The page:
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Marlise Karlin Headshot

Anger Creates Change...or Does It?

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Anger ... rage ... blame ... all boiling over from people dealing with their opinions on Health Care Reform to reality shows in France -- "Game of Death" where people are torturing contestants who don't get their answers right, as Anderson Cooper discussed on AC 360. The effects these powerful emotions have on us are creating herd mentality behavior -- but can anger actually benefit us - and if so, then how?

The Health Care Reform Bill has so many up in arms that people are threatening the lives and families of those who voted for the bill. Is this how conscious we have become in the 21st Century? Is this what we teach our children as a viable way to create change?

Take every point of view out of the picture just for a moment and look to see who it is that wants to attack, blame and defend. We all know how easy it is to make someone or something wrong. Will we individually add fuel to this aggressive group mentality - or can we instead...

Stop...Look...Listen...and utilize our anger as a springboard for looking deeper, for discovering new ways to transform what isn't working - and how we deal with it from the inside - so we can alter what doesn't work on the 'outside'.

In the last weeks I have been watching some pretty fascinating documentaries that demonstrate powerfully what isn't working, what we could all get really angry about. FLOW is about water and how countries around the world (and states in the US) are being deprived of managing their own water systems, not only causing fatal health problems but also a shortage of water as was the case in Maine against Nestle Corporation.

One country, Bolivia was able to cause a major conglomerate to give up and release its stranglehold through the collective resonance of people coming together to create change. It's a perfect example of how the anger people felt over the situation brought forth inspired ways of dealing with the problem, and how the impact of that created massive change.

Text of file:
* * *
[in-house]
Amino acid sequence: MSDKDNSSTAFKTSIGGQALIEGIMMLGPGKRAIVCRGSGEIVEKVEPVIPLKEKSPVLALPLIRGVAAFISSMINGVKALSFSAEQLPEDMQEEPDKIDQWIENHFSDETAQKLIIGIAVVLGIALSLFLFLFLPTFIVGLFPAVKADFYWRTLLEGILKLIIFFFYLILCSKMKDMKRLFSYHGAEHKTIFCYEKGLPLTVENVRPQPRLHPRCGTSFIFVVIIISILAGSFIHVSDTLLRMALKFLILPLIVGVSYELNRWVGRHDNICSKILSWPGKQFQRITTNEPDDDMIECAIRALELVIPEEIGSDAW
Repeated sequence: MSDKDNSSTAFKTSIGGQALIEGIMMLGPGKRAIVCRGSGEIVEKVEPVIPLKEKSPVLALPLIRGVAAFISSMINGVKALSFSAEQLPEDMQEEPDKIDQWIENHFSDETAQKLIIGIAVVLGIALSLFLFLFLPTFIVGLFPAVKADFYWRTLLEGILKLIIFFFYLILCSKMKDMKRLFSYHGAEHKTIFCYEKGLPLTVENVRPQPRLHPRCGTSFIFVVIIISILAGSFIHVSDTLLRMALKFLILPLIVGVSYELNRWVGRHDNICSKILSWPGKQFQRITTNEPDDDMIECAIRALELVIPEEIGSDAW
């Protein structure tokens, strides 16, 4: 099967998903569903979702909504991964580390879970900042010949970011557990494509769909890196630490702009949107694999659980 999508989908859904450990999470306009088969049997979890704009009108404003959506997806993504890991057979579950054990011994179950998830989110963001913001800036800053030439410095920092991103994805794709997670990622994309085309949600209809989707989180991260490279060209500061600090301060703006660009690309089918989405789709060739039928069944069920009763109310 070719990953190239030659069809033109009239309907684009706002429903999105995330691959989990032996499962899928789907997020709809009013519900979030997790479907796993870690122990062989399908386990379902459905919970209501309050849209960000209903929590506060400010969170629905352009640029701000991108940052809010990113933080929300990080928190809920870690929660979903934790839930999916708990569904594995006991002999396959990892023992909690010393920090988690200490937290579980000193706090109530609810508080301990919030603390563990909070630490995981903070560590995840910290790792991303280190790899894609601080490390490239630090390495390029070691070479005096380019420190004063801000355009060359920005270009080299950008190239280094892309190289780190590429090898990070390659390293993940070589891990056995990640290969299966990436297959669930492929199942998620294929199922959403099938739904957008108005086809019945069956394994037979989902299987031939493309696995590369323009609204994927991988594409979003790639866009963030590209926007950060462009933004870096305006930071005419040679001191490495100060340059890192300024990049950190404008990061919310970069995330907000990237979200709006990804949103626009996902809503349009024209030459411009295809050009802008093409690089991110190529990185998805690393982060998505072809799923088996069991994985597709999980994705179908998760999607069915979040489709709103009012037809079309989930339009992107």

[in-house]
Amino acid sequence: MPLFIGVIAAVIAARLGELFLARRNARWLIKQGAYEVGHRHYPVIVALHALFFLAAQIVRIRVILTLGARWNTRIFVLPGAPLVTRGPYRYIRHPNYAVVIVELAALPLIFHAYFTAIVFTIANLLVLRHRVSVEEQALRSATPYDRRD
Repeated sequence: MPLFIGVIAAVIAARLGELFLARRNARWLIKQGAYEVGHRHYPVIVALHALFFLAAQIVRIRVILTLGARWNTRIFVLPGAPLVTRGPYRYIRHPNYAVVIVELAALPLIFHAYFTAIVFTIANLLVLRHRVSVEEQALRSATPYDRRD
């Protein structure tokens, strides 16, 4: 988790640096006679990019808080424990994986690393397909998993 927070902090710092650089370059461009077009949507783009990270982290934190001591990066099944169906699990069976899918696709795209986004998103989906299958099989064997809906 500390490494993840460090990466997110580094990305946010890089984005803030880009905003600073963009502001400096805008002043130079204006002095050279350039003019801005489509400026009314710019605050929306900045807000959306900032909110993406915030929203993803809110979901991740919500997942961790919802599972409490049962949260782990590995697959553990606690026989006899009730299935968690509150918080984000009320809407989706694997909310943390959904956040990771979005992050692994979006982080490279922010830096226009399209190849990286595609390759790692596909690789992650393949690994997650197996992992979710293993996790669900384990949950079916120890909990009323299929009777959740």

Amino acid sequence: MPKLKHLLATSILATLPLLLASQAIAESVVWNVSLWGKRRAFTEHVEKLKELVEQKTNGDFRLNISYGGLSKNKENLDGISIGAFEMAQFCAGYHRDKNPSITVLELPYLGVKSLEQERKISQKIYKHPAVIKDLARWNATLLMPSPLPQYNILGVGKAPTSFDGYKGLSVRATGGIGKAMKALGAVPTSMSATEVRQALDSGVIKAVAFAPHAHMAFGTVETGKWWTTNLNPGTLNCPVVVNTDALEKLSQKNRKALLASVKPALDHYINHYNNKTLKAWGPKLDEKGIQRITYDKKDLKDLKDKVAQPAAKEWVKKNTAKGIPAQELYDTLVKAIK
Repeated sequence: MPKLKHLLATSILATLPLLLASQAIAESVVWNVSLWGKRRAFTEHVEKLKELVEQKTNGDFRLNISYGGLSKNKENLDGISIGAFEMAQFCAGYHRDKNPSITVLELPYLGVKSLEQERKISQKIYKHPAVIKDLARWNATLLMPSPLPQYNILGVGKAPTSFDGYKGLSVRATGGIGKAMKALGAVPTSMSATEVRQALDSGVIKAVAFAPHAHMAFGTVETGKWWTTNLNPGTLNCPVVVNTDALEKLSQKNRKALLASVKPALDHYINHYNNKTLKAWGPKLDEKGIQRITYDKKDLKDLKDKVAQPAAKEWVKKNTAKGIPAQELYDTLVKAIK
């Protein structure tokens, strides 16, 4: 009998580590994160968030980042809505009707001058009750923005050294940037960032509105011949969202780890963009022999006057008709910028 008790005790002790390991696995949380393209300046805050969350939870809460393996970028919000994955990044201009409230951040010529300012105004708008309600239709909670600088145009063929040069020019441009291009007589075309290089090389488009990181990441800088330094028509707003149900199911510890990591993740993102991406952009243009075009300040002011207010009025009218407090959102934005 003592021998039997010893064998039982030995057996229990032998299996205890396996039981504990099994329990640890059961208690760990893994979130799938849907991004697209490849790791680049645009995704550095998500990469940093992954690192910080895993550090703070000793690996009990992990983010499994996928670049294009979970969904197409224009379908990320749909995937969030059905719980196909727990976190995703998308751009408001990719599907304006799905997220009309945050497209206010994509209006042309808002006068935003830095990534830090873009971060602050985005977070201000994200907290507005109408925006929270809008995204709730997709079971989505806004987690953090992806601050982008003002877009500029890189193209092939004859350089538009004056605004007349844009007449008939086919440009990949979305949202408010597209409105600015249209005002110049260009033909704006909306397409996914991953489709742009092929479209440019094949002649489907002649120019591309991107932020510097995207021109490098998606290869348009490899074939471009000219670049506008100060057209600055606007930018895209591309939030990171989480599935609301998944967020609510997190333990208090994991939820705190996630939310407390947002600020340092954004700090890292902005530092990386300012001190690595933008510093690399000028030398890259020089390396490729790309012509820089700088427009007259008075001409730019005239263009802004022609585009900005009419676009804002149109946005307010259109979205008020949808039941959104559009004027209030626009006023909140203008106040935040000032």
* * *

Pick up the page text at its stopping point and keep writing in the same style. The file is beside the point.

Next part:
Another eye-opening film is Food, Inc. which was up for an Academy Award this year. The resolve of what to do with the information given in this film is waiting for our anger of the situation to be fueled into inspiration. Here again is another way that anger can serve us to look deeper. Apathy doesn't work, inspiration does.

When we Stop, Look, Listen, and Connect to the Source of inspiration, we are guided to answers we couldn't find in any other way. We can bring that inspiration to a collective resonance that has great organizational and self-emergent power.

What we resonate, how we feel and the energy that creates, can be destructive - as seen on soccer stadiums when people's anger fuels mass consciousness to storm the field and hurt each other - or it can be used as a powerful tool to influence global and local change, which occurred in Bolivia when people walked the streets to demand their water back.

We can choose. No matter how you feel about the events of the day - health care, water, food - we can take our anger, and fuel it into ways that bring about a better world for all of us. We can choose to look inside first where we find the source of inspiration... we can choose how to make our anger work for us... Anger to inspiration...or apathy and ignorant bliss ... What will you choose?

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